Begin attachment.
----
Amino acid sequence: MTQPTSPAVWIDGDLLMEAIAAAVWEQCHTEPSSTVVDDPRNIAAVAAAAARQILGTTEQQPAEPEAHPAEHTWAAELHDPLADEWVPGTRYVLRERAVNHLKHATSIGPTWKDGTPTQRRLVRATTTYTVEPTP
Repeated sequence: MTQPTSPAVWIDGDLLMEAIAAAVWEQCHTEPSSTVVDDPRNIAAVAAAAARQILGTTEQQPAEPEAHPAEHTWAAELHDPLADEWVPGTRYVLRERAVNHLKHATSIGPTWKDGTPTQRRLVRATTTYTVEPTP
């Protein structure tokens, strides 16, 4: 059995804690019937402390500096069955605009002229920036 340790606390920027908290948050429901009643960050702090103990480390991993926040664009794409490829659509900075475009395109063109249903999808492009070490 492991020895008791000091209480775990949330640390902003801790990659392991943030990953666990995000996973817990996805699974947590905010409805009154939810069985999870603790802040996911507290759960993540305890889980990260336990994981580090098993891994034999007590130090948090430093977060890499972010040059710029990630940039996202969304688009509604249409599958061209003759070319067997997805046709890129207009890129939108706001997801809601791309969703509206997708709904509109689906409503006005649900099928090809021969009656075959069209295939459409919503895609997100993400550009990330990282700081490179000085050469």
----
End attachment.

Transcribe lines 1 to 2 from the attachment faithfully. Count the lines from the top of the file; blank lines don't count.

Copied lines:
Amino acid sequence: MTQPTSPAVWIDGDLLMEAIAAAVWEQCHTEPSSTVVDDPRNIAAVAAAAARQILGTTEQQPAEPEAHPAEHTWAAELHDPLADEWVPGTRYVLRERAVNHLKHATSIGPTWKDGTPTQRRLVRATTTYTVEPTP
Repeated sequence: MTQPTSPAVWIDGDLLMEAIAAAVWEQCHTEPSSTVVDDPRNIAAVAAAAARQILGTTEQQPAEPEAHPAEHTWAAELHDPLADEWVPGTRYVLRERAVNHLKHATSIGPTWKDGTPTQRRLVRATTTYTVEPTP